The Ziolkowski Family
When he arrived at Crazy Horse, Korczak, almost 40, willingly had dedicated the rest of his life to keeping his promises to the American Indian people. The last thing he expected was to get married and have 10 children. The turn of events made him equally happy and proud, and Crazy Horse became a family story.
Although he believed in a “do-it-yourself” work ethic, he thought it was carrying it a bit too far the snowy night he had to deliver one of the youngsters. When the doctor could not get to Crazy Horse in time, Korczak delivered his and Ruth’s daughter himself. Several of the children — five boys and five girls — have names reflecting their Polish ancestry of which the Boston-born sculptor was very proud. Korczak kidded that he had made a bargain with Ruth — if she would have the children he would name them! Ruth always said in response that Korczak, "got the worst part".
Later, when there were so many Ziolkowskis in school at one time, Korczak decided the practical thing to do was to open his own school. So he moved a one-room school house to Crazy Horse, where several of the youngsters got their grade school education from a certified teacher. The self-taught sculptor also was a teacher at heart, and he schooled his family in every aspect of Crazy Horse, including the special skills of mountain carving.
The boys grew up helping their father on the mountain, the girls assisting their mother in the ever expanding visitor complex. Everyone helped with the dairy farm, the lumber mill and the multitude of other year-around activities at Crazy Horse, where, since 1947, the construction has never stopped.
As they reached adulthood, the Ziolkowski sons and daughters demonstrated that Korczak and Ruth imparted to their family not only knowledge and skill, but also a deep love of the Crazy Horse dream. All were free to leave, but seven remained involved in the project. The second generation of Ziolkowskis began writing a new chapter of the unique Crazy Horse story when Korczak died October 20, 1982.
The torch was passed, Ruth and her children, who together with the Crazy Horse Memorial Foundation board of directors, guided Crazy Horse and its ongoing progress. As Ruth said, "He left everything so we can carry on his work, and that's just what we're going to do. We're dedicated to that. His whole life would be wasted if the mountain carving and the humanitarian goals are not completed."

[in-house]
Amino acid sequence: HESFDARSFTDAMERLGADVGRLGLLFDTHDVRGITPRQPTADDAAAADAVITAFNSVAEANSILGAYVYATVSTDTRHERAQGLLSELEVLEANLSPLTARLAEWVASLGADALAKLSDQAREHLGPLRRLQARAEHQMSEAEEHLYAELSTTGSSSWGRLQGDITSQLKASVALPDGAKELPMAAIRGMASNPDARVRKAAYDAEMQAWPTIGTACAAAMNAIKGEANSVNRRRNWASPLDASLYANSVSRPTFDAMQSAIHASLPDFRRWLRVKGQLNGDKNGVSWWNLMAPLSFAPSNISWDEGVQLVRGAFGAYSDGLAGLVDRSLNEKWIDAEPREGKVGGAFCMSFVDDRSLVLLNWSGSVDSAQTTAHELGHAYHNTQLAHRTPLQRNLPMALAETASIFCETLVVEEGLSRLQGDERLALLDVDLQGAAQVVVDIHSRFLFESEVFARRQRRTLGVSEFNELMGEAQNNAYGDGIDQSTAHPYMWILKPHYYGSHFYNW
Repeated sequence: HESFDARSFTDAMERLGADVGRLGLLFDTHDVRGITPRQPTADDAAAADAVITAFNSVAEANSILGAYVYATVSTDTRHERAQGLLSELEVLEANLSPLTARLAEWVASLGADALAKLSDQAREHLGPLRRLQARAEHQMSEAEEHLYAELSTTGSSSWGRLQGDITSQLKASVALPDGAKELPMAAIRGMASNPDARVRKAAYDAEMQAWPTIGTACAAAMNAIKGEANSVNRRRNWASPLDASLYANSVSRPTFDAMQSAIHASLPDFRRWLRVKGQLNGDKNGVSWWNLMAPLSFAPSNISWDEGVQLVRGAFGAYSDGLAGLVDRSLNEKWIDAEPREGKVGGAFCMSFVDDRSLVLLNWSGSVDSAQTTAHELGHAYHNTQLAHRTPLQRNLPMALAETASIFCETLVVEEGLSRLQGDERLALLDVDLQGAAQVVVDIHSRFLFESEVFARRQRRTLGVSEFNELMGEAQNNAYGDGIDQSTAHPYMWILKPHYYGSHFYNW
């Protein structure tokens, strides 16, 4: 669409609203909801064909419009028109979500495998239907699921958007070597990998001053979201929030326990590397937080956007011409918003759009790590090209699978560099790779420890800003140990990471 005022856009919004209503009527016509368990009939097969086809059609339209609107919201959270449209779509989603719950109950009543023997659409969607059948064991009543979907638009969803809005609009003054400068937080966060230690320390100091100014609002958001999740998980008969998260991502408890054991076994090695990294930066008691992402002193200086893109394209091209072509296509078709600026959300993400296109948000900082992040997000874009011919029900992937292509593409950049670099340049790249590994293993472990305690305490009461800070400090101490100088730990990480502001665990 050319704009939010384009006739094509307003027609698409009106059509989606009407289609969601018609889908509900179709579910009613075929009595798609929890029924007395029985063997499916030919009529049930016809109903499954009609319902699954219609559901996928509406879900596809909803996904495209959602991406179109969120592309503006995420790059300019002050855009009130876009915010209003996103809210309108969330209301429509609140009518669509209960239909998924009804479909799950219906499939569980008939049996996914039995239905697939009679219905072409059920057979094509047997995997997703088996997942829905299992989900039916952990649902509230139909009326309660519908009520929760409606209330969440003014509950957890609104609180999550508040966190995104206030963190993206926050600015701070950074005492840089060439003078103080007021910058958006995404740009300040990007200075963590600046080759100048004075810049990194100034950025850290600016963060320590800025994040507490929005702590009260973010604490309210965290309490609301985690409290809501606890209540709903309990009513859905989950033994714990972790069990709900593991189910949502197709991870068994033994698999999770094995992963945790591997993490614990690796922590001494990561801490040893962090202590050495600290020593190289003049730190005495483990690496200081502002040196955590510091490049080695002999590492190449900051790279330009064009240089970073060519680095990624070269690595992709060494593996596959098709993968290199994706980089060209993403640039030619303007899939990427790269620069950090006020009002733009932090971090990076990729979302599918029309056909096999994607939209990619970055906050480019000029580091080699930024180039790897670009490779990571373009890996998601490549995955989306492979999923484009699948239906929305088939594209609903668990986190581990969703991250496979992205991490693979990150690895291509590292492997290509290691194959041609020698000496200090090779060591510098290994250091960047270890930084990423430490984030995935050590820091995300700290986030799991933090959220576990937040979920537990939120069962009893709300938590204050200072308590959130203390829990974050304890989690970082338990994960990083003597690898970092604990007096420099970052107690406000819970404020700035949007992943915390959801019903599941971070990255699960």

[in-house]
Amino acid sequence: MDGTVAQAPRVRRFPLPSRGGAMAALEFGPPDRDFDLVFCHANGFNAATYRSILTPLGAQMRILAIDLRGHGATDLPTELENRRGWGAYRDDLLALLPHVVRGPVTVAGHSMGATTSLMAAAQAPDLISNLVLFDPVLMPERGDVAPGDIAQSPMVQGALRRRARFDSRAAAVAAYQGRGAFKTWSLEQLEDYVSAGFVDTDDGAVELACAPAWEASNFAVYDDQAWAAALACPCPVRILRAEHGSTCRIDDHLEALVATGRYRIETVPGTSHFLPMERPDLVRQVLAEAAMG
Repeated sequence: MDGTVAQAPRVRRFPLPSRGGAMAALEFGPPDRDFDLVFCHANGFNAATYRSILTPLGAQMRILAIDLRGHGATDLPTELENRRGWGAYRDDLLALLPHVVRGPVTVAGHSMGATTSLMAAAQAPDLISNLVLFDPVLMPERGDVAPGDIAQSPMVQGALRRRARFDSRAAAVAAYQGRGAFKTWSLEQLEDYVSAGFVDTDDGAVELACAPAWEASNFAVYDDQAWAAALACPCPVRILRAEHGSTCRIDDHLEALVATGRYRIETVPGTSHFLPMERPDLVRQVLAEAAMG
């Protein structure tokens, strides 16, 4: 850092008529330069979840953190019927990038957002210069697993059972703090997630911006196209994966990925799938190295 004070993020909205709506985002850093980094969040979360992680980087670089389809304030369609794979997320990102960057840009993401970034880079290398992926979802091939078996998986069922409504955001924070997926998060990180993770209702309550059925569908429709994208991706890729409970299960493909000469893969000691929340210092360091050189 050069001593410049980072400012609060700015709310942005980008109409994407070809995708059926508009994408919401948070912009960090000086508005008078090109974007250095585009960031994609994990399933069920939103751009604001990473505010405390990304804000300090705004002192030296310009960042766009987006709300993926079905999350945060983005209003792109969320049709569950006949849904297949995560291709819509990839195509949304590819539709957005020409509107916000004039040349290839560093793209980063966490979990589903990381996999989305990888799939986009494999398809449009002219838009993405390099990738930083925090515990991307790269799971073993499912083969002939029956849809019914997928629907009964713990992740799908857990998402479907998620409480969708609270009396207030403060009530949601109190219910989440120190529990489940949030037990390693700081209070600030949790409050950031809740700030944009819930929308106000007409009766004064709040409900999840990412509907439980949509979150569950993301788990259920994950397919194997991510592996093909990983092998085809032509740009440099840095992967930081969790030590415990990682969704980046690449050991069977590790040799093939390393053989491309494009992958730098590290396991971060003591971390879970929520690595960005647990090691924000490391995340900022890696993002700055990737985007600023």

It was Ruth who, after much thought, study and research decided to shift the carving efforts from the horse's head to Crazy Horse's face. A demonstration of Ruth's attention to detail was evident when she responded to a question on when progress would be made on the Mountain after Korczak's passing with: "When I am satisfied we have verified all the measurements-and not until then-we will proceed. And we will proceed very deliberately, cautiously and carefully-to protect personal safety as well as the Mountain. Korczak would have it no other way." This decisive move allowed the public to see progress after Korczak and renewed faith in the project. Ruth also oversaw a time of great expansion to the offerings at Crazy Horse Memorial. Under her direction, the new wing of the INDIAN MUSEUM OF NORTH AMERICA® was built, which now houses over 11,000 Native American artifacts from tribes across North America. She also saw to the completion of the NATIVE AMERICAN EDUCATIONAL & CULTURAL CENTER®, which allows visitors the opportunity to do hands-on activities and interact with American Indian artisans. Ruth was instrumemtal in starting The INDIAN UNIVERSITY OF NORTH AMERICA® Summer Program in 2010 which is continuing to further the educational efforts of the Crazy Horse Memorial Foundation. Ruth was a dreamer who had the determination to make those dreams come true. "You can't just have the dream. You've got to work for that dream...This is a team effort. If wouldn't be here if we didn't have a lot of great people."-Ruth Ziolkowski, 2006
On May 21, 2014 the Ziolkowski matriarch Ruth Ziolkowski passed away. Ruth's passion, persistence, vision and leadership was and will always be an inspiration to us all. Ruth was the face of hospitality at Crazy Horse Memorial for over 60 years. In that time she made many friends which she was always truly appreciative of. Ruth once said, "I am so grateful for all the friendships created over many, many years and the kindness shown me. The friends we make are one of life's true treasures and I am richly blessed beyond my greatest dream." It is now up to the Ziolkowski children and grandchildren with the Crazy Horse Memorial Foundation board of directors and staff to continue the great progress of the Crazy Horse dream.
This remarkable family is motivated by their individual and collective dedication, determination and courage to carry on Korczak’s work. They are supported by his great faith and confidence in them, schooled by his years of instruction, toughened by his example and uplifted by his sense of humor. They also are guided by his detailed plans and scale models and inspired by his life, vision, legacy, and most importantly, by what he often referred to as “the beauty and justice of the Crazy Horse dream.”